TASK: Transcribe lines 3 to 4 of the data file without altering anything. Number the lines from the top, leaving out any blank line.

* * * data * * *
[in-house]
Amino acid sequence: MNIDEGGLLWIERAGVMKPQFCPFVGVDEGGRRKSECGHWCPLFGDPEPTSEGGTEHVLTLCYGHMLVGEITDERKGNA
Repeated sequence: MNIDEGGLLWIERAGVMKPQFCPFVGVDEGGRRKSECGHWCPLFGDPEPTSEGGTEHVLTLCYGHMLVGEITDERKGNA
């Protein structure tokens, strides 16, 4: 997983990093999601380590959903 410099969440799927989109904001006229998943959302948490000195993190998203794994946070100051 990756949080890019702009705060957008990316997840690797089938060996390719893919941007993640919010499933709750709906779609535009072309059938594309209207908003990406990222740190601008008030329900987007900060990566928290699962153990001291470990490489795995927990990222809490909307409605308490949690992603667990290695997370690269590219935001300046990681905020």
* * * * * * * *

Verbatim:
Repeated sequence: MNIDEGGLLWIERAGVMKPQFCPFVGVDEGGRRKSECGHWCPLFGDPEPTSEGGTEHVLTLCYGHMLVGEITDERKGNA
């Protein structure tokens, strides 16, 4: 997983990093999601380590959903 410099969440799927989109904001006229998943959302948490000195993190998203794994946070100051 990756949080890019702009705060957008990316997840690797089938060996390719893919941007993640919010499933709750709906779609535009072309059938594309209207908003990406990222740190601008008030329900987007900060990566928290699962153990001291470990490489795995927990990222809490909307409605308490949690992603667990290695997370690269590219935001300046990681905020």